FLORHAM PARK, N.J. — It was early June, the Jets had just finished another ordinary OTA workout, and the players were milling about the locker room when David Harris, the veteran middle linebacker, learned he had been released. Harris was the Jets’ longest-tenured player, a respected leader. His salary wasn’t cumbersome, and he wasn’t blocking any up-and-coming talent. The front office seemed to have no obvious reason to cut him.
“I was heartbroken,” says Sheldon Richardson, who was right there when Harris first heard the news. “David Harris has been there for me when I was in tight situations. He’s been a big brother to me, helping me become a better professional.” Richardson seemed to be referring to the summer of 2015, when he was 24 years old and charged for street racing and resisting arrest (and later found guilty). Now here he was hugging Harris and saying an abrupt goodbye.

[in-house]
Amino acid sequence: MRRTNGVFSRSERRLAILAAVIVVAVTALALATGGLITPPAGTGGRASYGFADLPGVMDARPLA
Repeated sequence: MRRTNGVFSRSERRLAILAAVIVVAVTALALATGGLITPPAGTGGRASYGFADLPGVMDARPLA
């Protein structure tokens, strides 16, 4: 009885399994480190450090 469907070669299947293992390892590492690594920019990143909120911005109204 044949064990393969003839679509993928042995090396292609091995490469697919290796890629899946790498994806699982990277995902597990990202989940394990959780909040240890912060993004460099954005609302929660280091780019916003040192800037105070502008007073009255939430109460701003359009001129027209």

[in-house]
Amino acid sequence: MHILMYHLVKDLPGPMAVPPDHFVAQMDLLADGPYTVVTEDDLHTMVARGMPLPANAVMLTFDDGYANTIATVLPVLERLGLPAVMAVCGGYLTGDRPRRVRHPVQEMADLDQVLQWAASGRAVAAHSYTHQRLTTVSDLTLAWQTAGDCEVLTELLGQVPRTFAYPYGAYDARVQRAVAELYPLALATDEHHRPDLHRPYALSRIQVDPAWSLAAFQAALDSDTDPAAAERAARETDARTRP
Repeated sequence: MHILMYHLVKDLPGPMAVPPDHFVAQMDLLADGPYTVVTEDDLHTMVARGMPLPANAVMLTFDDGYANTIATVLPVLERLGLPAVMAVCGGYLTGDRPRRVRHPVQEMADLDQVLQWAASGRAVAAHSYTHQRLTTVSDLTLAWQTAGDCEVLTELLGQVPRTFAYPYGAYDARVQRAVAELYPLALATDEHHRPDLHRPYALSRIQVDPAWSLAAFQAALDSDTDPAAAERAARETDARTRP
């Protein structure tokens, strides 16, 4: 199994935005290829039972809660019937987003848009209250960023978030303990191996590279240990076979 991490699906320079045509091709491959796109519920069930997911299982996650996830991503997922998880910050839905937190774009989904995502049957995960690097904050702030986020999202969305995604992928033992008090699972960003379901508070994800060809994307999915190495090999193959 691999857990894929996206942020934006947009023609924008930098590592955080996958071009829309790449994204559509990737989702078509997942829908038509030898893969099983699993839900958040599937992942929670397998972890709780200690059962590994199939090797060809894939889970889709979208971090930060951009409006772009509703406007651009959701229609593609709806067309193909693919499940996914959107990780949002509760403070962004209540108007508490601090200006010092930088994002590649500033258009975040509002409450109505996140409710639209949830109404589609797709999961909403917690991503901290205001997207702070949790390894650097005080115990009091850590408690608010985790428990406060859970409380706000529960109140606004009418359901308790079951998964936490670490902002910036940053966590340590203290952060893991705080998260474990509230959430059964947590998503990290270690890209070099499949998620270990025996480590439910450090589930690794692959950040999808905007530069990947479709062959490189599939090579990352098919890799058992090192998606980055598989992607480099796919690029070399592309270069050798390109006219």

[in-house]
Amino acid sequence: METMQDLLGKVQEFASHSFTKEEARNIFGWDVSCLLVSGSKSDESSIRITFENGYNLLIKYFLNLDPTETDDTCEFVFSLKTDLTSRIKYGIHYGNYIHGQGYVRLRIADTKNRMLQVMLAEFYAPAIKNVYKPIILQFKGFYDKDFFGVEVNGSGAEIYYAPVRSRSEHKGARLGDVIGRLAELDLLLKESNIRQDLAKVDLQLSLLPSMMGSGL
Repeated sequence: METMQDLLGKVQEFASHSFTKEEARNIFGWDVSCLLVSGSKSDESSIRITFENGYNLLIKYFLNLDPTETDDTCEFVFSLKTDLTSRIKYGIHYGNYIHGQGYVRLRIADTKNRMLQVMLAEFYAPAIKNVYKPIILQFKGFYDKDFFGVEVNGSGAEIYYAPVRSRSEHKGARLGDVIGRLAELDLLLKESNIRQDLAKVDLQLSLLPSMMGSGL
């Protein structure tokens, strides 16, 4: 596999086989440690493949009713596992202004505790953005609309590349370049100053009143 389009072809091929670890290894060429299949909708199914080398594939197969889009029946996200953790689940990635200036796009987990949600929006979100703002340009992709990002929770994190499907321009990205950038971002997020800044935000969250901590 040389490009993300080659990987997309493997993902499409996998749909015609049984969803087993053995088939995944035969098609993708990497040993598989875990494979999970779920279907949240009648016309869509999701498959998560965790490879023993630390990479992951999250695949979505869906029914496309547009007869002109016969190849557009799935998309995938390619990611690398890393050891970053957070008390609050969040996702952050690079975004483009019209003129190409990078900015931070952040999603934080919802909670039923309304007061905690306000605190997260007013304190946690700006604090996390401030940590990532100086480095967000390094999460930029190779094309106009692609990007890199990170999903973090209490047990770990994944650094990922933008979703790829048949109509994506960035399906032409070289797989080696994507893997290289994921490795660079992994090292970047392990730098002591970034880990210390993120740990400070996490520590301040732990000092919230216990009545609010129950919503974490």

A few weeks later, Harris signed with the rival Patriots. Richardson spoke with him afterward: “I said, ‘I thought you weren’t going to the Patriots—they did this, man!’ He said, ‘S---, man, I had to. They offered.’ ” By “they did this,” Richardson was presumably referring to the Jets’ current state of futility. After they went 5-11 last year with a roster full of veterans—finishing well behind the Patriots once again—the franchise decided to enter a full rebuild. The front office started by stripping the roster of a few of those pricey veterans (Brandon Marshall, Darrelle Revis, and Nick Mangold), but then the process took a weird turn, when the team released Harris and Eric Decker in June, during summer workouts, well beyond the normal time teams release players. Some outsiders have gone as far as accusing the Jets of purposefully tanking the 2017 season, in order to secure the No. 1 over all pick in 2018—a practice that is more associated with the NBA and almost unheard of in the NFL.
So when the Jets opened training camp last week, the football world was curious. There was no use for updates on the quarterback competition or the two rookies starting at safety or moves on the depth chart. The only question worth asking: Are the Jets tanking?